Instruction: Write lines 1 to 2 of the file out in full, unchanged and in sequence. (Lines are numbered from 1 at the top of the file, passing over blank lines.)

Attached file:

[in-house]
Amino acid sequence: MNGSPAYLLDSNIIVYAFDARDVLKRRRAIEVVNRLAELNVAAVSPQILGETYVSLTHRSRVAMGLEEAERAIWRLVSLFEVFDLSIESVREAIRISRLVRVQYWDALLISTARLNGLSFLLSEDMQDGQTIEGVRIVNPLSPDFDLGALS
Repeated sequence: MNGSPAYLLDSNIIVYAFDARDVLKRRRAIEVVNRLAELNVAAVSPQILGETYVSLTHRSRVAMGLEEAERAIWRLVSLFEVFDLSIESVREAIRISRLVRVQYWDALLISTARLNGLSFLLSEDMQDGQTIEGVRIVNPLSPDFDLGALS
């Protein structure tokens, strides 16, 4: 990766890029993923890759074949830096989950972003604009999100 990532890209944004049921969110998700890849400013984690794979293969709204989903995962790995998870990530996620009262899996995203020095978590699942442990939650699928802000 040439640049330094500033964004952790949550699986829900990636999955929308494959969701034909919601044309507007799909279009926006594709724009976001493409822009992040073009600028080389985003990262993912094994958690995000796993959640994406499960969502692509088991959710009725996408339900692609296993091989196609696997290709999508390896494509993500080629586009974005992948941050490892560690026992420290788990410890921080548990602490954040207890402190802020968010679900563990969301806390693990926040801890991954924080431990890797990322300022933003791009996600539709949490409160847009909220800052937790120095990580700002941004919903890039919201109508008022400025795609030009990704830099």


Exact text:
[in-house]
Amino acid sequence: MNGSPAYLLDSNIIVYAFDARDVLKRRRAIEVVNRLAELNVAAVSPQILGETYVSLTHRSRVAMGLEEAERAIWRLVSLFEVFDLSIESVREAIRISRLVRVQYWDALLISTARLNGLSFLLSEDMQDGQTIEGVRIVNPLSPDFDLGALS